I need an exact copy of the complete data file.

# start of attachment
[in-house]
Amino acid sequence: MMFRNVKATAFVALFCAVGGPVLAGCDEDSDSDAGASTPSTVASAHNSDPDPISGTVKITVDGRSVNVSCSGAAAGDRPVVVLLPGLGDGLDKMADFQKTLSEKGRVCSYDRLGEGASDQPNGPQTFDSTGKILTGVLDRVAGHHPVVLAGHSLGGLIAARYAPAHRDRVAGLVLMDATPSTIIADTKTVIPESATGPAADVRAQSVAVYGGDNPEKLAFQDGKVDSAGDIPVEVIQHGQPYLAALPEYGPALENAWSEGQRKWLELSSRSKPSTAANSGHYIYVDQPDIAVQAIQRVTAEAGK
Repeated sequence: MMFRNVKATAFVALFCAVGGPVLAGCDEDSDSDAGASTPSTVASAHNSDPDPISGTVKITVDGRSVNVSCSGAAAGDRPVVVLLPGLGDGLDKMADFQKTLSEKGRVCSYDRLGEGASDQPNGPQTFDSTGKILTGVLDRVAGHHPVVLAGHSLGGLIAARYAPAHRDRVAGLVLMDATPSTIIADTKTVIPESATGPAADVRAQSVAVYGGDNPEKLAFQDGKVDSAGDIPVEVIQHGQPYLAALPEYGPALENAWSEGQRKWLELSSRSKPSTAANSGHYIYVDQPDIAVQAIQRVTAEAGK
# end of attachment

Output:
[in-house]
Amino acid sequence: MMFRNVKATAFVALFCAVGGPVLAGCDEDSDSDAGASTPSTVASAHNSDPDPISGTVKITVDGRSVNVSCSGAAAGDRPVVVLLPGLGDGLDKMADFQKTLSEKGRVCSYDRLGEGASDQPNGPQTFDSTGKILTGVLDRVAGHHPVVLAGHSLGGLIAARYAPAHRDRVAGLVLMDATPSTIIADTKTVIPESATGPAADVRAQSVAVYGGDNPEKLAFQDGKVDSAGDIPVEVIQHGQPYLAALPEYGPALENAWSEGQRKWLELSSRSKPSTAANSGHYIYVDQPDIAVQAIQRVTAEAGK
Repeated sequence: MMFRNVKATAFVALFCAVGGPVLAGCDEDSDSDAGASTPSTVASAHNSDPDPISGTVKITVDGRSVNVSCSGAAAGDRPVVVLLPGLGDGLDKMADFQKTLSEKGRVCSYDRLGEGASDQPNGPQTFDSTGKILTGVLDRVAGHHPVVLAGHSLGGLIAARYAPAHRDRVAGLVLMDATPSTIIADTKTVIPESATGPAADVRAQSVAVYGGDNPEKLAFQDGKVDSAGDIPVEVIQHGQPYLAALPEYGPALENAWSEGQRKWLELSSRSKPSTAANSGHYIYVDQPDIAVQAIQRVTAEAGK